Set aside a wild patch in your garden - better to watch than the television!

Wild flower patch from last year which is popular with pollinators

Wild flower patch from last year which is popular with pollinators - Credit: Denise Bickley

Cllr Denise Bickley writes for the Herald on behalf of the Sid Valley Biodiversity Group

As a local Councillor, and chair of Sidmouth Town Council’s Environment Committee, a large part of what I care about is allowing nature to thrive.

I have been involved in the Sid Valley Biodiversity Group to help this aim. Looking after the environment as a council is no longer about just keeping it tidy and like many of my fellow councillors, and most people I speak to, I am against the use of chemicals and of the ‘scalping’ of lawns – I support a more sensitive approach.

Since World War II, 97% of the UK’s wildflower-rich grasslands have been wiped out due to intensive farming practices and urban development. During this time the number of pollinator species including of course bees has fallen steeply. Long gone are the days where a drive in the country results in a windscreen full of dead bugs – when was the last time you had to wash your number plate because of them? This is a really clear reminder of the decline, and it is very worrying since insects are vital for all ecosystems, supporting wildlife and humans. Without healthy ecosystems there is no clean air or water. Insects are vital for our food production as well as the beauty of our parks, gardens and countryside.

Did you know we have over 1,500 pollinating species in the UK? They range from bees to moths, butterflies, wasps, beetles and hoverflies, plus many more. Insects need a diverse source of nectar and pollen, all the way from February to September. So what can we do to help?

One of the best things we can do is literally nothing! After a very early cut (on a dry February day), try to leave as much of your lawn as possible until a late cut in Autumn. When you do cut it, be sure to remove the dead cuttings as they will simply feed the grass more and suppress the lovely wildflowers. Don't use chemicals that might harm wildlife and make your peace with ’weeds’. If you think people will judge you for having a messy garden, get a blue heart to show it is deliberate! Visit for more information.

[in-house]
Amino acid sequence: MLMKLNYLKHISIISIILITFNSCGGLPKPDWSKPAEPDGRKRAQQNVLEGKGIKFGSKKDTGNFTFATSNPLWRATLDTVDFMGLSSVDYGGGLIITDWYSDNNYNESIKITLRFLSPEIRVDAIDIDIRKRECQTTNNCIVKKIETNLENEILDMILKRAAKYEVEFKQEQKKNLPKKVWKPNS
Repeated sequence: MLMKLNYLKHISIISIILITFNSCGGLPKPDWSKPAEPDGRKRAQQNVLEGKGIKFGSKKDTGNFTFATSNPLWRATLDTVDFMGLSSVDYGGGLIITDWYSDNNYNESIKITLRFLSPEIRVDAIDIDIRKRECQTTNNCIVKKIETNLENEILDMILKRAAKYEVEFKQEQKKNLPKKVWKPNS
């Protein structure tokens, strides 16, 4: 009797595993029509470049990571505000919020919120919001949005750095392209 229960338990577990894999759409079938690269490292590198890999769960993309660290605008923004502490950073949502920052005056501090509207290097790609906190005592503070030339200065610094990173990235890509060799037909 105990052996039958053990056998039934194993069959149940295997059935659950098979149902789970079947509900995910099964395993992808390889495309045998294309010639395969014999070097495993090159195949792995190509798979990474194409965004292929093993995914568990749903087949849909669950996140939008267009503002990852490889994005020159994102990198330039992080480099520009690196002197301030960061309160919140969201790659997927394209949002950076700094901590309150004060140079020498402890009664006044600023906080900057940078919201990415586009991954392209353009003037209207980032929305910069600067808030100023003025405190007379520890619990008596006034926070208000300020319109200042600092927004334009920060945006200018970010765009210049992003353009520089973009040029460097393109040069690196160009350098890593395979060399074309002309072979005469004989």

The next thing is to plant pollinator-friendly, preferably native, wild flowers and flowering bushes. Kings Garden Centre, Sidmouth, will be able to help you with this, and they have kindly donated to Sidmouth Town Council over £6,000 worth of wildflower seeds to get us started! Half of the seeds are being given out at Sidmouth Primary School for the children to get planting.

The seeds can be planted out now where they are to flower – either in the ground (prepare it first by clearing and raking) or in a pot if you have less space.

While at the Garden Centre why not pick up some other native wildflower seeds too? Scattered in your beds and around trees they will make a riot of colour and smells that should last throughout the summer and some will reseed for years to come.

In the photo you can see my own small patch from last year and it was very popular with many different species of pollinator – better to watch than the television!

Take photos of the biodiversity you see in your garden and around the valley, and send them to the Biodiversity Group through the Facebook page, Instagram or email

Also, when you drive past the verge opposite The Bowd, have a look and see what you can see. We have planted it up with Yellow Rattle, following the guidance from DCC’s Life On A Verge project, a seed that is known as the Meadow Maker, as it suppresses grasses and allows wildflowers to flourish. We will be surveying what changes happen there during the year, and hope to roll this out to other areas.

Exciting times!

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